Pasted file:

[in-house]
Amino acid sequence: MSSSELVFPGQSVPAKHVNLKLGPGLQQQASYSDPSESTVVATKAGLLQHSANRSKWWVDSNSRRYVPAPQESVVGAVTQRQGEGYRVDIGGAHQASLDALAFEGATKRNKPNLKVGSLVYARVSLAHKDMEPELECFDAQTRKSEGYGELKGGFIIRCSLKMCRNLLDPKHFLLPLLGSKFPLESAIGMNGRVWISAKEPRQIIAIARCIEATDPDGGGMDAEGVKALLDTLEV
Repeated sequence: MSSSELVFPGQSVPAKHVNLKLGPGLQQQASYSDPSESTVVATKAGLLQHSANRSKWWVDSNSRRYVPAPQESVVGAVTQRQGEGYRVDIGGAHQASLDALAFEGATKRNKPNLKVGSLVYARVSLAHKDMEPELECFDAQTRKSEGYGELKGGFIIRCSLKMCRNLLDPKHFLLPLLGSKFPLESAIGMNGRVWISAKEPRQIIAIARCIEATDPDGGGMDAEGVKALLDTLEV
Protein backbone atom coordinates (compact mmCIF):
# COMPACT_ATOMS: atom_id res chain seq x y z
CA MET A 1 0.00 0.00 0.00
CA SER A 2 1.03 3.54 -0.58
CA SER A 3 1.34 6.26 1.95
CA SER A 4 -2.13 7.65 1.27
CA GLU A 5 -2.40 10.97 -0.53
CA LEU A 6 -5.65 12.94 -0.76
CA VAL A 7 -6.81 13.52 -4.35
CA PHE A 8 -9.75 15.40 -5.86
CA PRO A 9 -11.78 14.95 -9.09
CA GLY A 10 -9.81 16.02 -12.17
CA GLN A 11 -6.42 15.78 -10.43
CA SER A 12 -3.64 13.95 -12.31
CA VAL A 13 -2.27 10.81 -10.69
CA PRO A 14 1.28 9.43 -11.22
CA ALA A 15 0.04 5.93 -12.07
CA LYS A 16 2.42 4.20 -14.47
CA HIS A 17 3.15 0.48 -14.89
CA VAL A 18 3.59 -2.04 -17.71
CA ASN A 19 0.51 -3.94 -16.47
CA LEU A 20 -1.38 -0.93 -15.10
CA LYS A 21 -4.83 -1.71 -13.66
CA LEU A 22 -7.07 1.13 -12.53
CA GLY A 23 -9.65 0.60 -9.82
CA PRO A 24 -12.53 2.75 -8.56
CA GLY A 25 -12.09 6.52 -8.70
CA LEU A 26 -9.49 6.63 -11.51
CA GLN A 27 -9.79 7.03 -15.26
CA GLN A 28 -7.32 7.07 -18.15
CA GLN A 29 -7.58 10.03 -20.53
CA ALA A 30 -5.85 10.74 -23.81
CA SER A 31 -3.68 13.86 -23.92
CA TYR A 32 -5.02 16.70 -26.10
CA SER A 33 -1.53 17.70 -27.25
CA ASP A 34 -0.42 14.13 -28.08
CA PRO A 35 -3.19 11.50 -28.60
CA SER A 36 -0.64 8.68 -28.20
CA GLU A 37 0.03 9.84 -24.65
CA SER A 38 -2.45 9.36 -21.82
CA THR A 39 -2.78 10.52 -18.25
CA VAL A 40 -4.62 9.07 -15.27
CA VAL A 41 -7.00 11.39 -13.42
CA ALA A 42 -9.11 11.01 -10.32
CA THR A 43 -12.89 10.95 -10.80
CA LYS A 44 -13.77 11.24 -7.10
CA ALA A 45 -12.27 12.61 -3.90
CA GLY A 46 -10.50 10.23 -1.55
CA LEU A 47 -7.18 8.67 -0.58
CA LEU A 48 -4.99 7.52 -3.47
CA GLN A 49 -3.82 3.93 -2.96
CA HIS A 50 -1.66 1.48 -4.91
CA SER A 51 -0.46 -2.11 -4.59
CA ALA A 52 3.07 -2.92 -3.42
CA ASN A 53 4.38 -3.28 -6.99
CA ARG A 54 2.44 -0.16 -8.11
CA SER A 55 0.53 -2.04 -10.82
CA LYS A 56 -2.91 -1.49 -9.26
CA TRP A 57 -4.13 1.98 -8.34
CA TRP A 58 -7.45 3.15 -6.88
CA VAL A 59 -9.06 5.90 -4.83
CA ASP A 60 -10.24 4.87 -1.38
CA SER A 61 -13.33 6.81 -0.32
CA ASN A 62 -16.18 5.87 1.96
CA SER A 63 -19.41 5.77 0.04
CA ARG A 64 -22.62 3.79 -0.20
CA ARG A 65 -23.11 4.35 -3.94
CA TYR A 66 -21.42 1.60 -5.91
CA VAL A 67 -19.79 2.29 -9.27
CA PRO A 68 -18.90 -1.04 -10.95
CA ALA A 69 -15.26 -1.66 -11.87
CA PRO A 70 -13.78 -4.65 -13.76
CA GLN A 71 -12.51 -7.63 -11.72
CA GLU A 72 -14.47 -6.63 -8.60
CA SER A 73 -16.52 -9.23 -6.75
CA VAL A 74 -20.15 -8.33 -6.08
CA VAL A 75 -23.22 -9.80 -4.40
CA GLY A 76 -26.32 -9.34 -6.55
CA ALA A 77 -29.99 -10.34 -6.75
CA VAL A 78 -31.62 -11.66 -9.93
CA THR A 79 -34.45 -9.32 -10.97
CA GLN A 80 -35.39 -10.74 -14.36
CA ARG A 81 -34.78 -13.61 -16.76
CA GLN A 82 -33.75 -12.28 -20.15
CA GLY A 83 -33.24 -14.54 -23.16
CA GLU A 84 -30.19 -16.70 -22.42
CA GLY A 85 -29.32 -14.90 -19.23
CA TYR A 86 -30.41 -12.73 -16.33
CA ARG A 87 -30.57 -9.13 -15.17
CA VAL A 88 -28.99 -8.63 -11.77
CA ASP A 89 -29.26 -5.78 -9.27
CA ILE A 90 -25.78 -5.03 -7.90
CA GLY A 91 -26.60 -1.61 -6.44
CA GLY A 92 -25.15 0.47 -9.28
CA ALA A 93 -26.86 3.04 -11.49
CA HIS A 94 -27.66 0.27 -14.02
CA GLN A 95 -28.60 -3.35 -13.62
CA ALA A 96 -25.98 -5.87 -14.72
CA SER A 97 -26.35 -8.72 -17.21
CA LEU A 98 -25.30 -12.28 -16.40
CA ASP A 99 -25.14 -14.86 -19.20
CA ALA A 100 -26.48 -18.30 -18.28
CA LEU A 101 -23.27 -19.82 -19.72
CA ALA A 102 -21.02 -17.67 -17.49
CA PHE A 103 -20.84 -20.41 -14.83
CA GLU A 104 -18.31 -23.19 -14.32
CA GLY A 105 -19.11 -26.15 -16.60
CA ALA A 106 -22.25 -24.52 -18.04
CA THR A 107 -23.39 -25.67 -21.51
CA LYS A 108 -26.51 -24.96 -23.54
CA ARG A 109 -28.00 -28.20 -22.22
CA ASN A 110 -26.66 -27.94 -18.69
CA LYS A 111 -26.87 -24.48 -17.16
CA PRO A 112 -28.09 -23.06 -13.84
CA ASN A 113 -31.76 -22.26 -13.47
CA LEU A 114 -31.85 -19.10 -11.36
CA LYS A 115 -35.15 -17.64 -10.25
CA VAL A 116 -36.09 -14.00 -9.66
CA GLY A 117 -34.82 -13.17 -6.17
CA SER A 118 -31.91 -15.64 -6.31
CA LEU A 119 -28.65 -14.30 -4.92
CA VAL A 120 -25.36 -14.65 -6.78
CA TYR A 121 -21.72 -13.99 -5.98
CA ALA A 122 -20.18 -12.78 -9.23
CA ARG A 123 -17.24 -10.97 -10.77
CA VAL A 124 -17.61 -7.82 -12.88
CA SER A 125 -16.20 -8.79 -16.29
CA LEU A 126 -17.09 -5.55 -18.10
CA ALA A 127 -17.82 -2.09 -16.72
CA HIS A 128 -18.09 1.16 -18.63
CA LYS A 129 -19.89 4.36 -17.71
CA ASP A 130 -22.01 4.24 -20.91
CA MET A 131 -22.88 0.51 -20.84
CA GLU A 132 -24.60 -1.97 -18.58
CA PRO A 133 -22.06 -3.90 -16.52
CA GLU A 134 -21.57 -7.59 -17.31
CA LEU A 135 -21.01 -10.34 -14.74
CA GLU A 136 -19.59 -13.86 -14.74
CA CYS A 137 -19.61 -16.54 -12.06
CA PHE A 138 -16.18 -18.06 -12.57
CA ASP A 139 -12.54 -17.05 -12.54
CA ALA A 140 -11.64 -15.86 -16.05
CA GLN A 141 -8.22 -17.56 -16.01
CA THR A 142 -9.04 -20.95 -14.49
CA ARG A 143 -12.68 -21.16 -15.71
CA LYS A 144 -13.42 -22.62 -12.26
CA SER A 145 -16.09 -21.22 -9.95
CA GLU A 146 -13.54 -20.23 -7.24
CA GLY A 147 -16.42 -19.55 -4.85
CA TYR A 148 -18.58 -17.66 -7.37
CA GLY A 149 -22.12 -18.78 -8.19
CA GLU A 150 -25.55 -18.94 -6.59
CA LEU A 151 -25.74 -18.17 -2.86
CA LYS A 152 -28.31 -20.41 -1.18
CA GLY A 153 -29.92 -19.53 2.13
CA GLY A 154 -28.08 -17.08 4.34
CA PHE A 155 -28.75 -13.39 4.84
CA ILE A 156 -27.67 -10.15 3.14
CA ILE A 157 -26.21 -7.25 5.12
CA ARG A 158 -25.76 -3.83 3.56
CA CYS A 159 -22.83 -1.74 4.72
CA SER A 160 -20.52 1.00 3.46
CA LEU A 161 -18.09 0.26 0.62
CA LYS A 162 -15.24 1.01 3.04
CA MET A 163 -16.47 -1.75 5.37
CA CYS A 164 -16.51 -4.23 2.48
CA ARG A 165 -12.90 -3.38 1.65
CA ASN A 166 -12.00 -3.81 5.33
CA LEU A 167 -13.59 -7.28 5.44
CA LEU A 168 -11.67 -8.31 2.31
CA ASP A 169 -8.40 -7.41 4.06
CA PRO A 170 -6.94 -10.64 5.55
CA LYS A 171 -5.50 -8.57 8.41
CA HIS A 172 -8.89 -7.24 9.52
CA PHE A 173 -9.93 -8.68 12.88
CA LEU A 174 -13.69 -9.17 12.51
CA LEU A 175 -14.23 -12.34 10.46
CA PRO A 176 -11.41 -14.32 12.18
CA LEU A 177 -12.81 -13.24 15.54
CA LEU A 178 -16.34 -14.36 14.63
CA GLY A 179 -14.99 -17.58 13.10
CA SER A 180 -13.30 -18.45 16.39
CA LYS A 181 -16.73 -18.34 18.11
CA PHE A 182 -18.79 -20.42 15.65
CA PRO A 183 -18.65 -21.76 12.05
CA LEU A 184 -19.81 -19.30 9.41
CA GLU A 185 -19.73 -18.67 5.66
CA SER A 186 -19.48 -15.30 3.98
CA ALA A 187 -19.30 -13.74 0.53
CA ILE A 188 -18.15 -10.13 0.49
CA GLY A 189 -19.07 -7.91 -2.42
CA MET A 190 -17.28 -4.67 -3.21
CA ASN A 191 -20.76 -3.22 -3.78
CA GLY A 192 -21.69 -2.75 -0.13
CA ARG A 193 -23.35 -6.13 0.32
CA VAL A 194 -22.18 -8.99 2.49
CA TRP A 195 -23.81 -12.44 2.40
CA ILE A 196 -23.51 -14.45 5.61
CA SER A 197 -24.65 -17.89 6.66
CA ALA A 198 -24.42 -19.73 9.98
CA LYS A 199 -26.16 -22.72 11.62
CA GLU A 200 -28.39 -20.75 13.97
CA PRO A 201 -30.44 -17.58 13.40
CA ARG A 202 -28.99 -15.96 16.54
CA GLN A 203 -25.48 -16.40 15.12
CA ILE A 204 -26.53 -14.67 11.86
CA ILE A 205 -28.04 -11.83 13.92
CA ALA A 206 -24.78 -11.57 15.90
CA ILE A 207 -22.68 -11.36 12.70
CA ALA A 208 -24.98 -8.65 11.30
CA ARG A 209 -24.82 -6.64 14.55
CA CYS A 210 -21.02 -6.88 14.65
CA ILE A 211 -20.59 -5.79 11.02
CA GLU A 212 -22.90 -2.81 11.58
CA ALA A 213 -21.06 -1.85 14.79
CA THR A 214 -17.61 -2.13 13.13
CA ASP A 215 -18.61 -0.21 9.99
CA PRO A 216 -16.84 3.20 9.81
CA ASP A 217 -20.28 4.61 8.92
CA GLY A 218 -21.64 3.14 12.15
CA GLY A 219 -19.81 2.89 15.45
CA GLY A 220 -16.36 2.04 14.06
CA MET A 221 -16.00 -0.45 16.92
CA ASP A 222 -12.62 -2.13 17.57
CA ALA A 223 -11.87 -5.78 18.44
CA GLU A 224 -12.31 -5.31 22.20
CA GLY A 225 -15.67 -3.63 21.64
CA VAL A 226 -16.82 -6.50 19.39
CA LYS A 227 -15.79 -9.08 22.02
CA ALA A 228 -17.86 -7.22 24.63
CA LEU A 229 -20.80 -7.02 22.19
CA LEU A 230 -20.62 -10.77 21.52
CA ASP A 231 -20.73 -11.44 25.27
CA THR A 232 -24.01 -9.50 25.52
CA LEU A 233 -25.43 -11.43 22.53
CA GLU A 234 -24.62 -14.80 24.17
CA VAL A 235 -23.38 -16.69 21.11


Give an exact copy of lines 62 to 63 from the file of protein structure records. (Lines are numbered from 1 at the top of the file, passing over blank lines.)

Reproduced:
CA TRP A 57 -4.13 1.98 -8.34
CA TRP A 58 -7.45 3.15 -6.88